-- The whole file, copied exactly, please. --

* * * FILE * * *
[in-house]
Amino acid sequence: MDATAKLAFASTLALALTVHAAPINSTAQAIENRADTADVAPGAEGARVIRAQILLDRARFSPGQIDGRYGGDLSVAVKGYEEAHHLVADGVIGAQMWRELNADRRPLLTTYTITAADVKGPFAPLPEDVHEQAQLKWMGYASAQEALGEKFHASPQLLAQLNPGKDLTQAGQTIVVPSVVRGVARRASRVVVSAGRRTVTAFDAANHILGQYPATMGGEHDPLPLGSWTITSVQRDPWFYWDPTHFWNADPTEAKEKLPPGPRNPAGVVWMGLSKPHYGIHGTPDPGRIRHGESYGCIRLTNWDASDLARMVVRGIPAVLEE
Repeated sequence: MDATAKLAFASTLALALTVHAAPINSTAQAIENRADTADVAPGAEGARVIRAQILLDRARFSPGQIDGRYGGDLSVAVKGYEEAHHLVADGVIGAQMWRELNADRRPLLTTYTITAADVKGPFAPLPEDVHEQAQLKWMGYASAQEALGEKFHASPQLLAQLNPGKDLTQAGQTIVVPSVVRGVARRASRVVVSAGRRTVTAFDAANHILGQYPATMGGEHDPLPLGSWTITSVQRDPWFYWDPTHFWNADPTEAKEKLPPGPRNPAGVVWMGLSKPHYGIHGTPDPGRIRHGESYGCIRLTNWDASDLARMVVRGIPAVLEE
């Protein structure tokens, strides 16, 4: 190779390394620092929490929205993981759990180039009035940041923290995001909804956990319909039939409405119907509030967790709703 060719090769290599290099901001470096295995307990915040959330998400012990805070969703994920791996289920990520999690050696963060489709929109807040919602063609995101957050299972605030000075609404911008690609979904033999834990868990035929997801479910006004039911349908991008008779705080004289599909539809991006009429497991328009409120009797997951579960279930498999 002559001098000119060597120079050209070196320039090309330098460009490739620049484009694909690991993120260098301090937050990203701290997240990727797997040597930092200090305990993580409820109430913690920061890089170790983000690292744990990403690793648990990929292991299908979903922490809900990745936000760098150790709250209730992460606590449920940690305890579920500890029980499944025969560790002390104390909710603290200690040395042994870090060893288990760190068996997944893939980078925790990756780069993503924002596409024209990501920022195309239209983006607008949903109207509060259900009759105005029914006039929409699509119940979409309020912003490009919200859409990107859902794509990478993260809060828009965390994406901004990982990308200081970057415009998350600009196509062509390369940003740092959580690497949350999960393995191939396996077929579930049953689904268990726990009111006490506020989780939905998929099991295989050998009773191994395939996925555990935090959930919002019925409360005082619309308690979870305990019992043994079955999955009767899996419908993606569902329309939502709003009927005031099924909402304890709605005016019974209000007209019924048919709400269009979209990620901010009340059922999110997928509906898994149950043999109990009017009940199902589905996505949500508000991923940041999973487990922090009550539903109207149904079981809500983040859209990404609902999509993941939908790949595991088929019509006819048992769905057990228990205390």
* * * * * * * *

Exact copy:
[in-house]
Amino acid sequence: MDATAKLAFASTLALALTVHAAPINSTAQAIENRADTADVAPGAEGARVIRAQILLDRARFSPGQIDGRYGGDLSVAVKGYEEAHHLVADGVIGAQMWRELNADRRPLLTTYTITAADVKGPFAPLPEDVHEQAQLKWMGYASAQEALGEKFHASPQLLAQLNPGKDLTQAGQTIVVPSVVRGVARRASRVVVSAGRRTVTAFDAANHILGQYPATMGGEHDPLPLGSWTITSVQRDPWFYWDPTHFWNADPTEAKEKLPPGPRNPAGVVWMGLSKPHYGIHGTPDPGRIRHGESYGCIRLTNWDASDLARMVVRGIPAVLEE
Repeated sequence: MDATAKLAFASTLALALTVHAAPINSTAQAIENRADTADVAPGAEGARVIRAQILLDRARFSPGQIDGRYGGDLSVAVKGYEEAHHLVADGVIGAQMWRELNADRRPLLTTYTITAADVKGPFAPLPEDVHEQAQLKWMGYASAQEALGEKFHASPQLLAQLNPGKDLTQAGQTIVVPSVVRGVARRASRVVVSAGRRTVTAFDAANHILGQYPATMGGEHDPLPLGSWTITSVQRDPWFYWDPTHFWNADPTEAKEKLPPGPRNPAGVVWMGLSKPHYGIHGTPDPGRIRHGESYGCIRLTNWDASDLARMVVRGIPAVLEE
């Protein structure tokens, strides 16, 4: 190779390394620092929490929205993981759990180039009035940041923290995001909804956990319909039939409405119907509030967790709703 060719090769290599290099901001470096295995307990915040959330998400012990805070969703994920791996289920990520999690050696963060489709929109807040919602063609995101957050299972605030000075609404911008690609979904033999834990868990035929997801479910006004039911349908991008008779705080004289599909539809991006009429497991328009409120009797997951579960279930498999 002559001098000119060597120079050209070196320039090309330098460009490739620049484009694909690991993120260098301090937050990203701290997240990727797997040597930092200090305990993580409820109430913690920061890089170790983000690292744990990403690793648990990929292991299908979903922490809900990745936000760098150790709250209730992460606590449920940690305890579920500890029980499944025969560790002390104390909710603290200690040395042994870090060893288990760190068996997944893939980078925790990756780069993503924002596409024209990501920022195309239209983006607008949903109207509060259900009759105005029914006039929409699509119940979409309020912003490009919200859409990107859902794509990478993260809060828009965390994406901004990982990308200081970057415009998350600009196509062509390369940003740092959580690497949350999960393995191939396996077929579930049953689904268990726990009111006490506020989780939905998929099991295989050998009773191994395939996925555990935090959930919002019925409360005082619309308690979870305990019992043994079955999955009767899996419908993606569902329309939502709003009927005031099924909402304890709605005016019974209000007209019924048919709400269009979209990620901010009340059922999110997928509906898994149950043999109990009017009940199902589905996505949500508000991923940041999973487990922090009550539903109207149904079981809500983040859209990404609902999509993941939908790949595991088929019509006819048992769905057990228990205390």